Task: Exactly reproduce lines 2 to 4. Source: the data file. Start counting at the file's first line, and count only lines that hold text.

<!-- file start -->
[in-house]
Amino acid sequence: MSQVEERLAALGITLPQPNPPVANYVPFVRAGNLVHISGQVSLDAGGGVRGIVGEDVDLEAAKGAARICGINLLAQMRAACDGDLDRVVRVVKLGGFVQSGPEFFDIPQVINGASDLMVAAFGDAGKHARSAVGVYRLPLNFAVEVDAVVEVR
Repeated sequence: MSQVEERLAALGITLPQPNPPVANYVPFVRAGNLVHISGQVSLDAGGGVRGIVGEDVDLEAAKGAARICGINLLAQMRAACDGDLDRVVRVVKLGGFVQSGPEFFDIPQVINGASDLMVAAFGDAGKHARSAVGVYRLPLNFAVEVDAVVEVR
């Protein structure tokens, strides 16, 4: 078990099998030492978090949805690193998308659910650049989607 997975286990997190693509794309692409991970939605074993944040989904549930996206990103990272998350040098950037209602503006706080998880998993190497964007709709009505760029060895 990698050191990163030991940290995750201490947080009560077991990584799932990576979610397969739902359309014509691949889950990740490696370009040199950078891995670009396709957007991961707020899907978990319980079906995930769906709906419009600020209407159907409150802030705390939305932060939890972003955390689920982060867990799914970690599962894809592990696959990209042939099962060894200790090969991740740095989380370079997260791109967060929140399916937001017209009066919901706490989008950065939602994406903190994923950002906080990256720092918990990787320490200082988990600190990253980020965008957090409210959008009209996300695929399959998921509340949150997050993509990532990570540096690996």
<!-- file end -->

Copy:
Amino acid sequence: MSQVEERLAALGITLPQPNPPVANYVPFVRAGNLVHISGQVSLDAGGGVRGIVGEDVDLEAAKGAARICGINLLAQMRAACDGDLDRVVRVVKLGGFVQSGPEFFDIPQVINGASDLMVAAFGDAGKHARSAVGVYRLPLNFAVEVDAVVEVR
Repeated sequence: MSQVEERLAALGITLPQPNPPVANYVPFVRAGNLVHISGQVSLDAGGGVRGIVGEDVDLEAAKGAARICGINLLAQMRAACDGDLDRVVRVVKLGGFVQSGPEFFDIPQVINGASDLMVAAFGDAGKHARSAVGVYRLPLNFAVEVDAVVEVR
């Protein structure tokens, strides 16, 4: 078990099998030492978090949805690193998308659910650049989607 997975286990997190693509794309692409991970939605074993944040989904549930996206990103990272998350040098950037209602503006706080998880998993190497964007709709009505760029060895 990698050191990163030991940290995750201490947080009560077991990584799932990576979610397969739902359309014509691949889950990740490696370009040199950078891995670009396709957007991961707020899907978990319980079906995930769906709906419009600020209407159907409150802030705390939305932060939890972003955390689920982060867990799914970690599962894809592990696959990209042939099962060894200790090969991740740095989380370079997260791109967060929140399916937001017209009066919901706490989008950065939602994406903190994923950002906080990256720092918990990787320490200082988990600190990253980020965008957090409210959008009209996300695929399959998921509340949150997050993509990532990570540096690996």